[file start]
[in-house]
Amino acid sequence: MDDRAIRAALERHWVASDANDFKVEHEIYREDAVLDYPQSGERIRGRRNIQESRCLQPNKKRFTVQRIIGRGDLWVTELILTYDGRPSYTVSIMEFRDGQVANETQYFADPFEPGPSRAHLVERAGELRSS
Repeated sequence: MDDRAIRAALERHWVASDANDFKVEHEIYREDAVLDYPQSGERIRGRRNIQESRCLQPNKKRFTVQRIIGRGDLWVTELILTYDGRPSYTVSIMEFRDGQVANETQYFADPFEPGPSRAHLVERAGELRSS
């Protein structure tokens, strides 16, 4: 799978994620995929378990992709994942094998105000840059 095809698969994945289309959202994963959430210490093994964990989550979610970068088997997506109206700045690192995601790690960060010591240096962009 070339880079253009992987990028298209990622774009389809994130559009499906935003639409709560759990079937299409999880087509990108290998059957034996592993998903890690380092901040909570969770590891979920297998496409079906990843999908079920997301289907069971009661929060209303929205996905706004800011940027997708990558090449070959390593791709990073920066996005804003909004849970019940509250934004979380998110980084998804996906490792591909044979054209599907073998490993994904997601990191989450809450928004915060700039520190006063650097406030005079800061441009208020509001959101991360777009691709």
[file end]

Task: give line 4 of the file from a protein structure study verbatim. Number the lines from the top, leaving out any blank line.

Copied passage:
């Protein structure tokens, strides 16, 4: 799978994620995929378990992709994942094998105000840059 095809698969994945289309959202994963959430210490093994964990989550979610970068088997997506109206700045690192995601790690960060010591240096962009 070339880079253009992987990028298209990622774009389809994130559009499906935003639409709560759990079937299409999880087509990108290998059957034996592993998903890690380092901040909570969770590891979920297998496409079906990843999908079920997301289907069971009661929060209303929205996905706004800011940027997708990558090449070959390593791709990073920066996005804003909004849970019940509250934004979380998110980084998804996906490792591909044979054209599907073998490993994904997601990191989450809450928004915060700039520190006063650097406030005079800061441009208020509001959101991360777009691709």